Leicestershire Fire and Rescue Service do more than just put out fires. We have highly trained crews who are trained for many things such as road traffic collisions and technical rescue work. Due to the forever changing environments, we have to make sure that our crews skills are refreshed and updated regularly in order to keep them on top of their game and prepared at all times – you never know when they are going to be needed!

Recently our Urban Search and Rescue Team (USAR) had to take part in Operation New Year Exercise, which was arranged by our very own Paul Purser. This was a USAR exercise for Zone 2 Essex, Buckinghamshire, West Midlands, Norfolk, Lincoln and ourselves and, was organised as part of our assurance process for USAR.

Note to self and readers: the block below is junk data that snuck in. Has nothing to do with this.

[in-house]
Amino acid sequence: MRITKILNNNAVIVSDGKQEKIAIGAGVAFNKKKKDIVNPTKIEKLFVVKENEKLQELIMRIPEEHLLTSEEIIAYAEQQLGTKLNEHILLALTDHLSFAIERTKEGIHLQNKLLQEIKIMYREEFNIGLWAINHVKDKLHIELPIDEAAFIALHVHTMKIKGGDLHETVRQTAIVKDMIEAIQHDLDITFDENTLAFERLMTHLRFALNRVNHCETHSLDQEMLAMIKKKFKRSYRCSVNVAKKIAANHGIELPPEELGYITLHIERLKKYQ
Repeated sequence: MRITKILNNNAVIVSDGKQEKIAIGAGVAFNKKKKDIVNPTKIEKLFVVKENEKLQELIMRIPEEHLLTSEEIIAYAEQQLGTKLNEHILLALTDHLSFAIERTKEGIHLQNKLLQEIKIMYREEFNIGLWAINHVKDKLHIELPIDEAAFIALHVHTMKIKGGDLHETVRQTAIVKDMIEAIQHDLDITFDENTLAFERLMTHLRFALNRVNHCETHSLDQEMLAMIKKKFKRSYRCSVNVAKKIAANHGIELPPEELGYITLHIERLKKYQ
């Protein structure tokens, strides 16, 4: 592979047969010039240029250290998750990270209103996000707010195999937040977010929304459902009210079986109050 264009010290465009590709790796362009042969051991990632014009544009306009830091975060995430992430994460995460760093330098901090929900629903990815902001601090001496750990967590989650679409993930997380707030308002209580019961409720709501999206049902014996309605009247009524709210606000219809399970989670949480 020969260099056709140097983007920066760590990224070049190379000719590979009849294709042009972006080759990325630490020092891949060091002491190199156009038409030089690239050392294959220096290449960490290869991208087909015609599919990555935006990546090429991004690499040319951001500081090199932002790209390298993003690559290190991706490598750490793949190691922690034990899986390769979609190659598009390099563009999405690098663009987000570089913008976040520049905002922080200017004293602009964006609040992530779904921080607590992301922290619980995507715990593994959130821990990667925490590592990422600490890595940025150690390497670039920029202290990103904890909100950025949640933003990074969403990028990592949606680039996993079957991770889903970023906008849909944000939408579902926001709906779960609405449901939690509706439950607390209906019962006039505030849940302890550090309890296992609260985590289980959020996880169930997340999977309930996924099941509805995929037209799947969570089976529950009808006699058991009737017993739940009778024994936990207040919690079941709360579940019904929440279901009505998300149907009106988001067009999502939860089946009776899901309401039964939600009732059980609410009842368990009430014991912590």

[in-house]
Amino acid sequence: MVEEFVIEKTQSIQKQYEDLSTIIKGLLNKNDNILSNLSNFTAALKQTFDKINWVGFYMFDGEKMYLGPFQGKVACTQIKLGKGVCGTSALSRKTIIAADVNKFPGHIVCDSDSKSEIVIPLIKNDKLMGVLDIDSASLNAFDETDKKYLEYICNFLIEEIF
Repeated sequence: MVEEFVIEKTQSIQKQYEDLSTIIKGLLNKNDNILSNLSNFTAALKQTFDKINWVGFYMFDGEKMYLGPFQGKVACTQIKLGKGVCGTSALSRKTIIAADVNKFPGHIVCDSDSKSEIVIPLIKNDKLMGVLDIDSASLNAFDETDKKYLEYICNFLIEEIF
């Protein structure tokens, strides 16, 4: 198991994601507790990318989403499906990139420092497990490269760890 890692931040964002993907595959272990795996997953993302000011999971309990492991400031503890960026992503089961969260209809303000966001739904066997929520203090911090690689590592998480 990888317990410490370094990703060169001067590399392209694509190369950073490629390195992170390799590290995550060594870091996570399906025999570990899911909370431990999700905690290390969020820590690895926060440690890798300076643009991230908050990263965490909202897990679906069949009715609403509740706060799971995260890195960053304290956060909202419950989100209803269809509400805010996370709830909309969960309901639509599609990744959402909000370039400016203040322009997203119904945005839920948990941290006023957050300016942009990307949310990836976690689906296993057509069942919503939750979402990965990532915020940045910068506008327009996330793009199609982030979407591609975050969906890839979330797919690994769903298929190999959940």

It turned out to be an excellent weekend made up of a number of workshops on the Friday and Saturday. These consisted of breaking and breaching technical search, shoring, lifting and moving and, working on a rubble pile. At 01:00am on the Sunday morning, Operation New Year began and the teams worked all the way through until 09:00am the same day – not an easy training exercise to say the least.

This training event allowed specialist teams to train and work together in a live environment. The ability to train in these environments is essential to emergency services such as ourselves. It allows preparation for worst-case scenarios on site prior to any actual emergency happening. This prior knowledge is invaluable as it enhances the potential for successful outcomes  if and when a real life scenario occurs.

The experiences of the day allowed all the teams involved to learn from one another, helping them better enhance their skill set. They were able to share ideas and learning outcomes which can only help them in the future. On behalf of everyone involved during the exercise, we would like to say a huge thank you.